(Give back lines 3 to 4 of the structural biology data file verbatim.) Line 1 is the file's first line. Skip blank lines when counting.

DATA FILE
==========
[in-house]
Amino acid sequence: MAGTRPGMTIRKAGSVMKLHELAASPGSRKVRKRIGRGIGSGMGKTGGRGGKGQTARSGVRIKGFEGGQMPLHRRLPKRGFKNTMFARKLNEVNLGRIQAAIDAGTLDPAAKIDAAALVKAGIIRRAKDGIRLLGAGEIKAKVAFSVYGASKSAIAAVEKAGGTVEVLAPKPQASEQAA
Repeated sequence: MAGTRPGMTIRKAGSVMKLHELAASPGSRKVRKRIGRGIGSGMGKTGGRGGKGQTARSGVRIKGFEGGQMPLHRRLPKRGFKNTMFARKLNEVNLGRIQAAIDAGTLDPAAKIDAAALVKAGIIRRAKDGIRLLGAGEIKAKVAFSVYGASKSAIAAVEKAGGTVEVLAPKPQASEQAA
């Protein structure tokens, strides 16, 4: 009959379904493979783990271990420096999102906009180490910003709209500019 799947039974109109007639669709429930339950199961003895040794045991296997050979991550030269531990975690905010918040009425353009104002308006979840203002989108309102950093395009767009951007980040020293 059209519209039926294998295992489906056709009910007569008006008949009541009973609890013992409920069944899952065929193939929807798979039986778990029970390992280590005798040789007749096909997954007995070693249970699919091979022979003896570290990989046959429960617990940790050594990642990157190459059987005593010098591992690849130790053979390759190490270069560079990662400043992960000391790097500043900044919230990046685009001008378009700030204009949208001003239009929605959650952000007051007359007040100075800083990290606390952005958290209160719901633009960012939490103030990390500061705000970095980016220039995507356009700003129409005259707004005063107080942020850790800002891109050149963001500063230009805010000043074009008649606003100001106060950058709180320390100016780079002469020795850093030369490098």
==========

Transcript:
Repeated sequence: MAGTRPGMTIRKAGSVMKLHELAASPGSRKVRKRIGRGIGSGMGKTGGRGGKGQTARSGVRIKGFEGGQMPLHRRLPKRGFKNTMFARKLNEVNLGRIQAAIDAGTLDPAAKIDAAALVKAGIIRRAKDGIRLLGAGEIKAKVAFSVYGASKSAIAAVEKAGGTVEVLAPKPQASEQAA
């Protein structure tokens, strides 16, 4: 009959379904493979783990271990420096999102906009180490910003709209500019 799947039974109109007639669709429930339950199961003895040794045991296997050979991550030269531990975690905010918040009425353009104002308006979840203002989108309102950093395009767009951007980040020293 059209519209039926294998295992489906056709009910007569008006008949009541009973609890013992409920069944899952065929193939929807798979039986778990029970390992280590005798040789007749096909997954007995070693249970699919091979022979003896570290990989046959429960617990940790050594990642990157190459059987005593010098591992690849130790053979390759190490270069560079990662400043992960000391790097500043900044919230990046685009001008378009700030204009949208001003239009929605959650952000007051007359007040100075800083990290606390952005958290209160719901633009960012939490103030990390500061705000970095980016220039995507356009700003129409005259707004005063107080942020850790800002891109050149963001500063230009805010000043074009008649606003100001106060950058709180320390100016780079002469020795850093030369490098």